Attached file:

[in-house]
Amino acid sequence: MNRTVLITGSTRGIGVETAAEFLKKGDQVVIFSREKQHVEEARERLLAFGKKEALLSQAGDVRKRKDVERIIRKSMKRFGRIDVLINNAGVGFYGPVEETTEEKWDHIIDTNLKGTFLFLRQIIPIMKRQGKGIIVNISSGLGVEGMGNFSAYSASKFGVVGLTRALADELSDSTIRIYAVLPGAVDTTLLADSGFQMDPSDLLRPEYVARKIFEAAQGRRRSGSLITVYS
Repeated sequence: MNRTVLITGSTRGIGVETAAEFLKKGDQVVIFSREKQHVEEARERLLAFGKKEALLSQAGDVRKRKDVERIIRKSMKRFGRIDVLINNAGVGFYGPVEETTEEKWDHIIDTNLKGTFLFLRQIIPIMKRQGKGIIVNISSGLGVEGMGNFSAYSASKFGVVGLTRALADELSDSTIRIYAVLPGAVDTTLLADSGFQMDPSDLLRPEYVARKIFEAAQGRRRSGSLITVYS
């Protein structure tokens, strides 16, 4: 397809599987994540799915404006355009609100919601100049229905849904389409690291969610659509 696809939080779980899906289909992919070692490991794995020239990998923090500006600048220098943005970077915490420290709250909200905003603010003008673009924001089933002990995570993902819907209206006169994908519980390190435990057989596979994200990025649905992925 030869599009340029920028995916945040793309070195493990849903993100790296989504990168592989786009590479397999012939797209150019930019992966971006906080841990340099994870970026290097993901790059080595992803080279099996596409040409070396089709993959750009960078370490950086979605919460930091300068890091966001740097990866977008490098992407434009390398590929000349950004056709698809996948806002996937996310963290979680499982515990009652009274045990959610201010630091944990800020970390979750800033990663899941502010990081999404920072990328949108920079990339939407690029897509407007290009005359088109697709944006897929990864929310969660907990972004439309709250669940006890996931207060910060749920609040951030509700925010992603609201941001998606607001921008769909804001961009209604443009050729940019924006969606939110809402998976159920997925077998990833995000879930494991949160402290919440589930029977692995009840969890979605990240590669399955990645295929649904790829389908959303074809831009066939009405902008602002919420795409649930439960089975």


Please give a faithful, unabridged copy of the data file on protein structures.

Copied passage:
[in-house]
Amino acid sequence: MNRTVLITGSTRGIGVETAAEFLKKGDQVVIFSREKQHVEEARERLLAFGKKEALLSQAGDVRKRKDVERIIRKSMKRFGRIDVLINNAGVGFYGPVEETTEEKWDHIIDTNLKGTFLFLRQIIPIMKRQGKGIIVNISSGLGVEGMGNFSAYSASKFGVVGLTRALADELSDSTIRIYAVLPGAVDTTLLADSGFQMDPSDLLRPEYVARKIFEAAQGRRRSGSLITVYS
Repeated sequence: MNRTVLITGSTRGIGVETAAEFLKKGDQVVIFSREKQHVEEARERLLAFGKKEALLSQAGDVRKRKDVERIIRKSMKRFGRIDVLINNAGVGFYGPVEETTEEKWDHIIDTNLKGTFLFLRQIIPIMKRQGKGIIVNISSGLGVEGMGNFSAYSASKFGVVGLTRALADELSDSTIRIYAVLPGAVDTTLLADSGFQMDPSDLLRPEYVARKIFEAAQGRRRSGSLITVYS
């Protein structure tokens, strides 16, 4: 397809599987994540799915404006355009609100919601100049229905849904389409690291969610659509 696809939080779980899906289909992919070692490991794995020239990998923090500006600048220098943005970077915490420290709250909200905003603010003008673009924001089933002990995570993902819907209206006169994908519980390190435990057989596979994200990025649905992925 030869599009340029920028995916945040793309070195493990849903993100790296989504990168592989786009590479397999012939797209150019930019992966971006906080841990340099994870970026290097993901790059080595992803080279099996596409040409070396089709993959750009960078370490950086979605919460930091300068890091966001740097990866977008490098992407434009390398590929000349950004056709698809996948806002996937996310963290979680499982515990009652009274045990959610201010630091944990800020970390979750800033990663899941502010990081999404920072990328949108920079990339939407690029897509407007290009005359088109697709944006897929990864929310969660907990972004439309709250669940006890996931207060910060749920609040951030509700925010992603609201941001998606607001921008769909804001961009209604443009050729940019924006969606939110809402998976159920997925077998990833995000879930494991949160402290919440589930029977692995009840969890979605990240590669399955990645295929649904790829389908959303074809831009066939009405902008602002919420795409649930439960089975």